BR: Favorite composer, music?
TS: If you’re asking what I listen to and who consistently moves me, I have to confess I’m a pop music fella and I’m a bit stuck in the 70’s and 80’s. I listen to a lot of Paul Simon, Peter Gabriel and everything from Billy Joel.
BR: You have participated in so many different plays all over the country, do you have a favorite theater?
TS: I love working in an outdoor space, but I don’t have a favorite theater, per se. There have been some beautiful ones, but for me, theater is really about the people.
BR: You were part of the cast of “Frost/Nixon” by Peter Morgan, which is serious and political, and “The Underpants” which was adapted by Steve Martin, do you prefer drama to comedy?
TS: I love them both! And more than that, I love to mix them as much as I can. The great thing about Shakespeare is that all his plays incorporate both.  Maybe that’s because he was an actor and knew that laughter will open an audience to and emotional experience. One thing I love about comedy is the high wire element. You know immediately when you’re successful and when you’ve failed.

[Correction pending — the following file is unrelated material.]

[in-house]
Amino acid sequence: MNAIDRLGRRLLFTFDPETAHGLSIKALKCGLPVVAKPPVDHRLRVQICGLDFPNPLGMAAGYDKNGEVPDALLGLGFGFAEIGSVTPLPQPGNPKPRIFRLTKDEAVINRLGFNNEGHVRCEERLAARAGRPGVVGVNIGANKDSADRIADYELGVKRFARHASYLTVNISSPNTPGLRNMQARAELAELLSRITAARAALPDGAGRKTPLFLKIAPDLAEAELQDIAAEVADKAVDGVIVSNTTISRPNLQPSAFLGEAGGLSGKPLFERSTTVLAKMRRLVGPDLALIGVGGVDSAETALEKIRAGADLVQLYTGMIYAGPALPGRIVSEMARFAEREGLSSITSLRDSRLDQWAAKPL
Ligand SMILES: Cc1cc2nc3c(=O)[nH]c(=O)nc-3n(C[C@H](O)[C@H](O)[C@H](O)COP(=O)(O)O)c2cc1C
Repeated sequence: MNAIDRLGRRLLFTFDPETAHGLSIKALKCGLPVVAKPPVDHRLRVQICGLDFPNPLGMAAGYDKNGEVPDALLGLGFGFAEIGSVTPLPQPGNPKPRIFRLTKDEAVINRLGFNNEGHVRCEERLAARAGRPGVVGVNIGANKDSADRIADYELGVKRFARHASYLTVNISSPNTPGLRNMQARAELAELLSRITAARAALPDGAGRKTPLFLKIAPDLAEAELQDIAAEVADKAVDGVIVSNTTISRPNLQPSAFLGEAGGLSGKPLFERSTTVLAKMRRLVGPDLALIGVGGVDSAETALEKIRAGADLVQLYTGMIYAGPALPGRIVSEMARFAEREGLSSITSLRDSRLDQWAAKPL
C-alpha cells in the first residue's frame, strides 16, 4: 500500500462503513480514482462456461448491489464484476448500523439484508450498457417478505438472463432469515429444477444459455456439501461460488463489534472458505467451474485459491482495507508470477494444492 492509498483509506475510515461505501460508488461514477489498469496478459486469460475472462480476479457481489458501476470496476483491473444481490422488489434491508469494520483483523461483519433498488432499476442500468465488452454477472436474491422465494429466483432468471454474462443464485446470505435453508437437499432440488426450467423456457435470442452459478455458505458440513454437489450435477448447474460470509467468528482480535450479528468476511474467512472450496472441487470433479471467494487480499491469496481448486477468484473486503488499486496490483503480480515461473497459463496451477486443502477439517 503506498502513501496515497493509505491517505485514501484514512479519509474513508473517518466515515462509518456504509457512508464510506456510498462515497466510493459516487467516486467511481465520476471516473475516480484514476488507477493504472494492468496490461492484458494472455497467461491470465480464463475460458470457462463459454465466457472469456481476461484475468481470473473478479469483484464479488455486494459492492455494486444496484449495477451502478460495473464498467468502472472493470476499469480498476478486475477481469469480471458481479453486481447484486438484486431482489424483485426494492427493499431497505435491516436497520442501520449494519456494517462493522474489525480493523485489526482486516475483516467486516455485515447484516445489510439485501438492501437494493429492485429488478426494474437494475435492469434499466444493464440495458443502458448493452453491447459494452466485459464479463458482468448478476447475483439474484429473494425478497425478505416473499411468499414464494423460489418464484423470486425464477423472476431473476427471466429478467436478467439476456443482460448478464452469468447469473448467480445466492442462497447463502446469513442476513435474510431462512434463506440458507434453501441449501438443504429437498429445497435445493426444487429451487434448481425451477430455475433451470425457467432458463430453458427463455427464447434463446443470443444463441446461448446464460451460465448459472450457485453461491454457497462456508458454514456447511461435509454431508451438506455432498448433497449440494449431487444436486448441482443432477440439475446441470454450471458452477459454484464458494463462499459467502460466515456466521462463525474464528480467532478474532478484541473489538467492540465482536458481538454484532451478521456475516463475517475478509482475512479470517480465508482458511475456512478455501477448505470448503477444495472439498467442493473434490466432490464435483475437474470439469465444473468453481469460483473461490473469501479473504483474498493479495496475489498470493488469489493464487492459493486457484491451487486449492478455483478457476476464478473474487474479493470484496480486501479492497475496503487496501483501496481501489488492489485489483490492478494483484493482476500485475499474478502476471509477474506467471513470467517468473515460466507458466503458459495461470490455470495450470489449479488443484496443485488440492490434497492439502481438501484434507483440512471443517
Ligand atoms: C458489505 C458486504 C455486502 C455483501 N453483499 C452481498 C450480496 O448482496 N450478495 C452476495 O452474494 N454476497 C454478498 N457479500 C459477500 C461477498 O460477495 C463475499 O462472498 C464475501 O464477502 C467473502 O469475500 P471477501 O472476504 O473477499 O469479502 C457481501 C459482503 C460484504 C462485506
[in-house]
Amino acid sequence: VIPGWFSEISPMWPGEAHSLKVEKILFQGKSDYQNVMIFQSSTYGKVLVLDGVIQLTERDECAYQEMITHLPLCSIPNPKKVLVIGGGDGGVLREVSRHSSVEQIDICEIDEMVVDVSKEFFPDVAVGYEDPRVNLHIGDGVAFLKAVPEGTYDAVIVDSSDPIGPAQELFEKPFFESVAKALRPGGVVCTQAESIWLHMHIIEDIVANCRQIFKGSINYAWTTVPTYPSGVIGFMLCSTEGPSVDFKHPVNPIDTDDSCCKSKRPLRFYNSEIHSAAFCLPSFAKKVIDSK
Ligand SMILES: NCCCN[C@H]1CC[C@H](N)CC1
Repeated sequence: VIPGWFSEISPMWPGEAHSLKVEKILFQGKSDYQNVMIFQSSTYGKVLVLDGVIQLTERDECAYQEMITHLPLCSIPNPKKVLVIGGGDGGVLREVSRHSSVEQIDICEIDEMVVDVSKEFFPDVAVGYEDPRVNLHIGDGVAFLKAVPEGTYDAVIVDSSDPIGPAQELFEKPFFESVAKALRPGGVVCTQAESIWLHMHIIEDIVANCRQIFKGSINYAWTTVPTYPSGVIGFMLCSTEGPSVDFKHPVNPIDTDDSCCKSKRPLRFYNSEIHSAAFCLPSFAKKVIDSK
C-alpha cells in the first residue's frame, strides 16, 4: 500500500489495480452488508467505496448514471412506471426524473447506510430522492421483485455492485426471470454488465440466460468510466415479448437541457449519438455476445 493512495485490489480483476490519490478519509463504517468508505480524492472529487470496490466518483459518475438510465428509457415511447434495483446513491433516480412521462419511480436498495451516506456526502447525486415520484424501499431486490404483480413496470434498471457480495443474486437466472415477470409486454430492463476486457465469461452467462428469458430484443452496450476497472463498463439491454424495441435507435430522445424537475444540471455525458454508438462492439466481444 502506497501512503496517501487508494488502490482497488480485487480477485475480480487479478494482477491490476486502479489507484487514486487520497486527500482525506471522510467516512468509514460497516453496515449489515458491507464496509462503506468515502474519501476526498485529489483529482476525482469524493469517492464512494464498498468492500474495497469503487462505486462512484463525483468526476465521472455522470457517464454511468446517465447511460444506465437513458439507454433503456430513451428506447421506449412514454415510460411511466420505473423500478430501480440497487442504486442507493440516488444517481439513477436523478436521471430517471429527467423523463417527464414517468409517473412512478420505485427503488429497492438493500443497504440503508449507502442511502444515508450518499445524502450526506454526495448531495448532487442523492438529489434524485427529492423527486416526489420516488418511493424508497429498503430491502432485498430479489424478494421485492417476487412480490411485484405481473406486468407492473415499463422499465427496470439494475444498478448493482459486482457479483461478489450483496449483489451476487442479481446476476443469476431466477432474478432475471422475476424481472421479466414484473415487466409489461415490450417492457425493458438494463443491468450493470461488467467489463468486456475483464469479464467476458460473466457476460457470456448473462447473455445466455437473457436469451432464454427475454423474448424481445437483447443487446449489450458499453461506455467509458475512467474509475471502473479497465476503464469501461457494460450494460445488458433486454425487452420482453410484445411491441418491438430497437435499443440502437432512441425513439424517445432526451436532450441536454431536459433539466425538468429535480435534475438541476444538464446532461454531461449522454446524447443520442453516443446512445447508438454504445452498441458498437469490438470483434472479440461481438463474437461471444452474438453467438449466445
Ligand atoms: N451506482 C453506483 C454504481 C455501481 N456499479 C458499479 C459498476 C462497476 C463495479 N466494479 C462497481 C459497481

BR: you also worked on TV? Elementary and Law &Order, The Sopranos, which are very popular, how was that experience?  Which roles did you play?
TS: Usually just one or two scene roles; an FBI agent in The Sopranos, a postman on The Blacklist, but both Law and Order and Law and Order SVU afforded me the opportunity to do recurring roles. In the former, I was a coroner, and in the latter, a computer tech. The wonderful thing about those experiences was that I was able to spend some time getting to know what it was like to be on a set and how that world, which is very different from theater, works.
BR: Do you have a preference as to the type of work you do TV or theater?